Supporting Social Change After Disaster
Posted on: Tuesday, April 17, 2012AWID's International Forum on Women's Rights in Development being held in Istanbul, Turkey! We have been producing many materials in anticipation of the forum, but one of our central pieces is about how to effectively and responsibly respond to disaster. Read the piece below:
Supporting Social Change After Disaster
In the immediate aftermath of a catastrophe like the earthquake in Haiti, you’re focused on one question: How can I help? It’s the right question, but the answer isn’t always what it seems. Many people assume that donating to a large relief agency is the surest way to help meet the overwhelming need. People trust a name-brand; and in fact, these organizations do have a critical role to play, especially where government doesn’t or can’t assume full responsibility for disaster relief.
The problem is that most big relief operations are designed to swoop into a crisis, deliver services and leave. And when they do leave, people are no more knowledgeable, self-reliant or resilient than they were before. To promote positive social change, we need disaster relief programs that build community capacity to respond to the next disaster and ultimately, move toward real development.
Here’s how you can help.
- Support organizations that reinforce—rather than replicate—the activities of existing community groups. Too often, big international agencies temporarily set up shop and inadvertently undermine local organizations by attracting their best staff, driving up rents and ultimately weakening the very organizations that communities need for long-term recovery.
- Support organizations that understand the role that women play in disaster relief efforts. Women are commonly portrayed as passive victims. In reality, they are critical first-responders. Relief efforts should also recognize that women are the primary care-givers of those who are most at-risk in a disaster and supply women with resources to meet the needs of children, the sick, the disabled and others in their care.
- Support organizations that recognize local expertise and leave skills and resources in the hands of community members. The “victims” may not have the resources to address the disaster, but they know first-hand what they need to recover and rebuild.
- Support organizations that talk about root causes of vulnerability in a crisis. An earthquake is a natural disaster, but there’s nothing natural about families living in shacks without disaster plans or government services. Understanding what makes people vulnerable is the first step in building resiliency.
- Support organizations with a history of work in the country. Having local roots, speaking the language and being culturally sensitive go a long way towards getting things done in a crisis.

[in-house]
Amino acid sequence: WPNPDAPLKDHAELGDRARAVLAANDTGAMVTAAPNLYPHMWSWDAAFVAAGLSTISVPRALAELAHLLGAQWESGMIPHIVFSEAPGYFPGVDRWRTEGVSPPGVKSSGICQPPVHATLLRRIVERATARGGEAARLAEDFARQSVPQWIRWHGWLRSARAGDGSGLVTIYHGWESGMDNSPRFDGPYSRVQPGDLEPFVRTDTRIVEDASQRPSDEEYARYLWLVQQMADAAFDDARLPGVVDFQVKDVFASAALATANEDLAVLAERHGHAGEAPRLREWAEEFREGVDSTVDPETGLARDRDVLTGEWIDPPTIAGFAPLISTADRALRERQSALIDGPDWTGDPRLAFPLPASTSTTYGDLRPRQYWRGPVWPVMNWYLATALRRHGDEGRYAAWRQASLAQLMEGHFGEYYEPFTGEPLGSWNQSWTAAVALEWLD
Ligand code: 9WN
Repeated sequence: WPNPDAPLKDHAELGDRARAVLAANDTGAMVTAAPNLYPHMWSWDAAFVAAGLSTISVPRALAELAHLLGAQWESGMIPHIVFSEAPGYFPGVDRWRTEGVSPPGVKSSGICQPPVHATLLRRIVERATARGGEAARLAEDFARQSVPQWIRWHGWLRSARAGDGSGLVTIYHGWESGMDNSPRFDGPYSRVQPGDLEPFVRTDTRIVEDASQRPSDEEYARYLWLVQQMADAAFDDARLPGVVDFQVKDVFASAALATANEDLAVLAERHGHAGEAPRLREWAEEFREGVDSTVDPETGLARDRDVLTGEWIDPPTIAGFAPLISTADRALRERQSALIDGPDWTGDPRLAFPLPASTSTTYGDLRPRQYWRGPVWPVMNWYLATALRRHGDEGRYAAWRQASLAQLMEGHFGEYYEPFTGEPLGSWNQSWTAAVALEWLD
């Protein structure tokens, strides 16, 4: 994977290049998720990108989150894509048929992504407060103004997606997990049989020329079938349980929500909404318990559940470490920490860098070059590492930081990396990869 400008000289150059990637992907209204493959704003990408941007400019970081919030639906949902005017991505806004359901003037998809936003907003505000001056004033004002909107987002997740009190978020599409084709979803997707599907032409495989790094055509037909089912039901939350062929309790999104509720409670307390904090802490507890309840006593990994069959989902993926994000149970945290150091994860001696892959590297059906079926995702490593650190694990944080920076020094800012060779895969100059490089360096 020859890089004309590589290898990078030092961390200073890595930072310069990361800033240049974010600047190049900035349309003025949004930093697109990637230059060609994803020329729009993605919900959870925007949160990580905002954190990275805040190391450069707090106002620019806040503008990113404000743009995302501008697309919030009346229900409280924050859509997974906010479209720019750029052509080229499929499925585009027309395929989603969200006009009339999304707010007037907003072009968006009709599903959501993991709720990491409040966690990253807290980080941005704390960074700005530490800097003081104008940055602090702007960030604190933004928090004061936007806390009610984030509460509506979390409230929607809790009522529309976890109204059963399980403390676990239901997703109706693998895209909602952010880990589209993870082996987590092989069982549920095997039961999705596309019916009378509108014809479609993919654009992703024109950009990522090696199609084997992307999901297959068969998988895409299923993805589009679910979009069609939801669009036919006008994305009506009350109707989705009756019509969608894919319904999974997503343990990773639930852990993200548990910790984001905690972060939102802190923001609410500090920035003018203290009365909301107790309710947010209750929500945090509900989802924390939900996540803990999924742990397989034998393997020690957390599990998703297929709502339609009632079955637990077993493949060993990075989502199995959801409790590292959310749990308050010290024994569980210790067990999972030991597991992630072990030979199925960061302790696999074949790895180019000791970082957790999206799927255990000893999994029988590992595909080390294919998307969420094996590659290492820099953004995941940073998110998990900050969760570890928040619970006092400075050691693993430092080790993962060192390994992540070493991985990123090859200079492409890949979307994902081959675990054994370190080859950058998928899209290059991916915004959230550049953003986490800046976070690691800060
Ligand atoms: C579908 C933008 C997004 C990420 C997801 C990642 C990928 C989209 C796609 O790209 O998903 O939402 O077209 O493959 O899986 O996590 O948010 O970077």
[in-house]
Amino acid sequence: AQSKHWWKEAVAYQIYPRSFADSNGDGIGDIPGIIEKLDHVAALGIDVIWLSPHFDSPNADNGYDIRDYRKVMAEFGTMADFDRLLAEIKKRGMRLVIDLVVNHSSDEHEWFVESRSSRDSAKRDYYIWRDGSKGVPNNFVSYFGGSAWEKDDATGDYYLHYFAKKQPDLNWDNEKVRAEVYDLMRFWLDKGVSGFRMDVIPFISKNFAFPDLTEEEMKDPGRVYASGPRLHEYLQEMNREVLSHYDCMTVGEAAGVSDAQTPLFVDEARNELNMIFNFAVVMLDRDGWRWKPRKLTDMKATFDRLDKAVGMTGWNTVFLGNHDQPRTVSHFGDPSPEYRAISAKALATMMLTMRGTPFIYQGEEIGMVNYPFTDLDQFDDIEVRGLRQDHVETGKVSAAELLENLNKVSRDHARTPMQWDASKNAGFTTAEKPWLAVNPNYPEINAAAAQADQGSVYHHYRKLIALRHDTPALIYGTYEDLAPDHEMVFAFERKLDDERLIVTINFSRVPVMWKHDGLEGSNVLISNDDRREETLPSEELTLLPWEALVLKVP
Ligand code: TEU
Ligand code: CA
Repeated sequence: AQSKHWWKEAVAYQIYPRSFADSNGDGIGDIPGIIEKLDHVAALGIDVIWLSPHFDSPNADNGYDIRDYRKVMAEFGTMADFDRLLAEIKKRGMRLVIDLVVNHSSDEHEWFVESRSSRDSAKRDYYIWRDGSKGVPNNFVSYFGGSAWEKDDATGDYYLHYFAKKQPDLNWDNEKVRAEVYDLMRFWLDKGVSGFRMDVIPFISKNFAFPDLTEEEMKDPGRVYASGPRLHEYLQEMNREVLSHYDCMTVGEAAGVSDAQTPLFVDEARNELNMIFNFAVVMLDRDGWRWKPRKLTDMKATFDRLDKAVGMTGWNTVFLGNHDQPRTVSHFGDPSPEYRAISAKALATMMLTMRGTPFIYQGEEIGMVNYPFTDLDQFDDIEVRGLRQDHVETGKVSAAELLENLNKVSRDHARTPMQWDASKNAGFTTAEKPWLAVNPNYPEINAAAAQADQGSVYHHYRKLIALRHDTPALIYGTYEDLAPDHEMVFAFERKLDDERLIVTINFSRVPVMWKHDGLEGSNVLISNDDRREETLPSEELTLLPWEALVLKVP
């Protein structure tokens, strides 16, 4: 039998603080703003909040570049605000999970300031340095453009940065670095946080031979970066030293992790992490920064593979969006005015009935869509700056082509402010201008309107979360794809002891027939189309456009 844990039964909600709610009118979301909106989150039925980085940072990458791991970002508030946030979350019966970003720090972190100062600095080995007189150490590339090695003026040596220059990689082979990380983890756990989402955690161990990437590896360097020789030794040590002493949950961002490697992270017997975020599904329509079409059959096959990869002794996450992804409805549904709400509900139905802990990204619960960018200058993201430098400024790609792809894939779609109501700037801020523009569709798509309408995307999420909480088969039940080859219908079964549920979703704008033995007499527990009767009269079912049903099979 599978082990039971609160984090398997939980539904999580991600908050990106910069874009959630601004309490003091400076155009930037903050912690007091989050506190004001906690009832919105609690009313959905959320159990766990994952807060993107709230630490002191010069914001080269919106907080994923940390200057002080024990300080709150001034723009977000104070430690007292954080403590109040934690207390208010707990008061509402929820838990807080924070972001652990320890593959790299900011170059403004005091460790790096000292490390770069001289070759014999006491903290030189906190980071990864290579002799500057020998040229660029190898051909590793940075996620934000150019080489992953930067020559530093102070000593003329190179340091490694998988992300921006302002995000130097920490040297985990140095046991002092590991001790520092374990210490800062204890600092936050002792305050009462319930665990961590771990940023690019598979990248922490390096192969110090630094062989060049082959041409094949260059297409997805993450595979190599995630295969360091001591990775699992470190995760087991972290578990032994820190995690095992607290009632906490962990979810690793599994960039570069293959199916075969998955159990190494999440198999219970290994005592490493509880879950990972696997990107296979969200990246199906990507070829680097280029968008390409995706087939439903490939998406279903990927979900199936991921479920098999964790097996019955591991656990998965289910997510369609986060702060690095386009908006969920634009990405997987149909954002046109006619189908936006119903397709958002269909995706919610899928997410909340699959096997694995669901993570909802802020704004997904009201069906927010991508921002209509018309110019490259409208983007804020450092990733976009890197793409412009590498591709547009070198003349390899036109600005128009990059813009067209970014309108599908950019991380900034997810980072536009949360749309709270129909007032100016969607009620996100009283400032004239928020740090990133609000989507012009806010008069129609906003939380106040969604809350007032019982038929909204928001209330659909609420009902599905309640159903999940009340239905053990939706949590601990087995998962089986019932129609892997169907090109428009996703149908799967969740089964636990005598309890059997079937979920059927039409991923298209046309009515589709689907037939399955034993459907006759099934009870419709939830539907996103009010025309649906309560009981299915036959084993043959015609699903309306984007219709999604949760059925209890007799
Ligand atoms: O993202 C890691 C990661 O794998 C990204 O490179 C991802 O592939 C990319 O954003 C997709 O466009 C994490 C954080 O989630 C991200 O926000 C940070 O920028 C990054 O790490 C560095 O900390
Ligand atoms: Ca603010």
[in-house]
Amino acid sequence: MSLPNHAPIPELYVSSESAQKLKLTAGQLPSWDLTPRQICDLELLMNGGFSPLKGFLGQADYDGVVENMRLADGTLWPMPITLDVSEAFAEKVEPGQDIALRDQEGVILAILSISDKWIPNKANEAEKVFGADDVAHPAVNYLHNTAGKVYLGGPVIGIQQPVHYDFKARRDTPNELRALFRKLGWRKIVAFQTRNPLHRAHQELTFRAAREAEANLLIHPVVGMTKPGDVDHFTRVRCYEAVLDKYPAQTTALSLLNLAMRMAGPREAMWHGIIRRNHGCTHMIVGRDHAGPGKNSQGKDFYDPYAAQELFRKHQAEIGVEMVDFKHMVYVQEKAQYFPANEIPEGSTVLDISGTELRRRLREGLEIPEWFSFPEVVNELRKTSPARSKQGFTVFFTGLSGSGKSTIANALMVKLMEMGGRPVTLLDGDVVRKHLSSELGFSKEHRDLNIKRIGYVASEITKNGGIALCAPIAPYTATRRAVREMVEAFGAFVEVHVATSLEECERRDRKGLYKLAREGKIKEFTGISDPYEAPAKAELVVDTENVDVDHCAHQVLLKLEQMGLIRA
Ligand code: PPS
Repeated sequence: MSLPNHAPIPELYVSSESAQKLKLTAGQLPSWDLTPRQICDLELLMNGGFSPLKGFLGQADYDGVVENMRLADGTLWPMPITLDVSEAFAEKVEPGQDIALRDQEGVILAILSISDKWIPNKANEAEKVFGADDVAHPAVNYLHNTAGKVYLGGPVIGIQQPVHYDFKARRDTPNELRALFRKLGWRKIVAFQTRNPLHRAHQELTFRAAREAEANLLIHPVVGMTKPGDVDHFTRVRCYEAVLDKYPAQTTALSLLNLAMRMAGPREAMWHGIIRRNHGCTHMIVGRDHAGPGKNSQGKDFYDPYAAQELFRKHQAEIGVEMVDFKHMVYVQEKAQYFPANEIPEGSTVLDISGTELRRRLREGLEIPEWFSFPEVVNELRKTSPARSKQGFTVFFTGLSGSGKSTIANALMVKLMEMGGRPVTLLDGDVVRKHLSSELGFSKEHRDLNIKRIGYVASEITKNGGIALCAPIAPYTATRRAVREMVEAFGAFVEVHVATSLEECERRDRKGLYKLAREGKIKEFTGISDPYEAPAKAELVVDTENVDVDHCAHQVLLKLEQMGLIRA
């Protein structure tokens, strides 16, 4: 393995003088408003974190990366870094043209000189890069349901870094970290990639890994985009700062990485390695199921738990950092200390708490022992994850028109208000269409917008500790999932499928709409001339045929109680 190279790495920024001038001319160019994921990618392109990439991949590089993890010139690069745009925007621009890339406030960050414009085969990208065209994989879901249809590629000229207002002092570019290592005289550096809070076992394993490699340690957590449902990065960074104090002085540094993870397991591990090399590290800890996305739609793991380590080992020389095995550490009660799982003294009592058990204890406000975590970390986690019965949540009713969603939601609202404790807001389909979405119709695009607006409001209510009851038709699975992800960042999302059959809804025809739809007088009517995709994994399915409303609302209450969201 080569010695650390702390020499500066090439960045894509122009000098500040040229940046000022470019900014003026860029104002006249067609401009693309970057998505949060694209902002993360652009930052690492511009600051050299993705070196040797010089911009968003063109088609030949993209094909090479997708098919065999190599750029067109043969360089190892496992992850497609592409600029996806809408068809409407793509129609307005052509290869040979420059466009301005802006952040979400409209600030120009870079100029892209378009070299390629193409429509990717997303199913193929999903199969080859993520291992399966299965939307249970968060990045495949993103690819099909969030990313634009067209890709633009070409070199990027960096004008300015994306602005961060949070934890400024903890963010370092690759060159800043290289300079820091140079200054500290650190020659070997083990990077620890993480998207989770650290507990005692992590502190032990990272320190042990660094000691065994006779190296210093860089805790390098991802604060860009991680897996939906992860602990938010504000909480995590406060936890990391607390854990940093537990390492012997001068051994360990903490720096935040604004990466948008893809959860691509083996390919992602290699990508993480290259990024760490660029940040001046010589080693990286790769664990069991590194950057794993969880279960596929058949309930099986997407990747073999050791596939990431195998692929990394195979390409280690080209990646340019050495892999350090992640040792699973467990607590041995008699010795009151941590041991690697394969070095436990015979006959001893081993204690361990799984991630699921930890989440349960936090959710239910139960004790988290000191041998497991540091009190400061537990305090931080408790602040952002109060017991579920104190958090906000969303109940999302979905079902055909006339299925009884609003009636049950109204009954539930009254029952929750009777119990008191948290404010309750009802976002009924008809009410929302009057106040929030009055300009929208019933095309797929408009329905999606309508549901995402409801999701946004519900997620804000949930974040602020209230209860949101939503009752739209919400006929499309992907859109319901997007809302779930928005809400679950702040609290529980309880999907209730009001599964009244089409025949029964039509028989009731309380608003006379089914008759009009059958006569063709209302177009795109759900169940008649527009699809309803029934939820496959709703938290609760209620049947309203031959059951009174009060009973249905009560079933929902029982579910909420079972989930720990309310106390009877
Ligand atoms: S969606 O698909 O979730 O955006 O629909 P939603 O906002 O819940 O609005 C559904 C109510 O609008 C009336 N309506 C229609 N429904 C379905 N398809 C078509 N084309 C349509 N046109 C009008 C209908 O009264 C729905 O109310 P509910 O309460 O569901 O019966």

- Support organizations that view themselves as accountable to the communities where they work. A country hard-hit by disaster needs relief efforts that are going to strengthen that country itself, not efforts that pride themselves on funneling most of their money back to foreign corporations.
- Support small organizations. It may seem that a large-scale crisis requires a large-scale response. But many big aid operations are bureaucratic, slow and inefficient. Often, the best response to tremendous, urgent need is to replicate successful small-scale models of aid delivery rather than try to get a giant operation moving quickly.
- Support organizations that will stay in the country after the news teams and big agencies leave. Long-term projects keep people thinking about the future, helping to ensure that aid is delivered in a way that builds lasting solutions.
By Yifat Susskind, MADRE Executive Director
Archives"Press Room" Home October 2014 September 2014 August 2014 July 2014 June 2014 May 2014 April 2014 March 2014 February 2014 January 2014 December 2013 November 2013 October 2013 September 2013 August 2013 July 2013 June 2013 May 2013 April 2013 March 2013 February 2013 January 2013 December 2012 November 2012 October 2012 September 2012 August 2012 July 2012 June 2012 May 2012 April 2012 March 2012 February 2012 January 2012 December 2011 November 2011 October 2011 September 2011 August 2011 July 2011 June 2011 May 2011 April 2011 March 2011 February 2011 January 2011 December 2010 November 2010 October 2010 September 2010 August 2010 July 2010 June 2010 May 2010 April 2010 March 2010 February 2010 January 2010 December 2009 November 2009 October 2009 September 2009 August 2009 July 2009 June 2009 May 2009 April 2009 March 2009 February 2009 January 2009 December 2008 November 2008 October 2008 September 2008 August 2008 July 2008 June 2008 May 2008 April 2008 March 2008 February 2008 January 2008 December 2007 November 2007 October 2007 September 2007 August 2007 June 2007 May 2007 April 2007 March 2007 February 2007 January 2007 December 2006 November 2006 October 2006 September 2006 July 2006 June 2006 April 2006 March 2006 January 2006 December 2005 November 2005 September 2005 August 2005 July 2005 April 2005 March 2005 November 2004 October 2004 April 2004 March 2004 January 2004 December 2003 October 2003 September 2003 June 2003 April 2003 January 2003 September 2002 June 2002 January 2002 November 2001 October 2001 September 2001 August 2001 January 2001
MADRE & Our Partners Make News
Forbidden Talk - Prostitution in the Middle East (Levant TV, October 7, 2014)
Women's Organizations Fighting Against Gender-Based Violence in Iraq (Girls' Globe, October 1, 2014)
We all know about jihadists, but what about those waging an 'anti-jihad'? (Reuter, October 1, 2014)
Breaking the gridlock of climate change negotiations: learning from allies (openDemocracy, September 29, 2014)
Arab and Jewish midwives find a common language (Haaretz, September 12, 2014)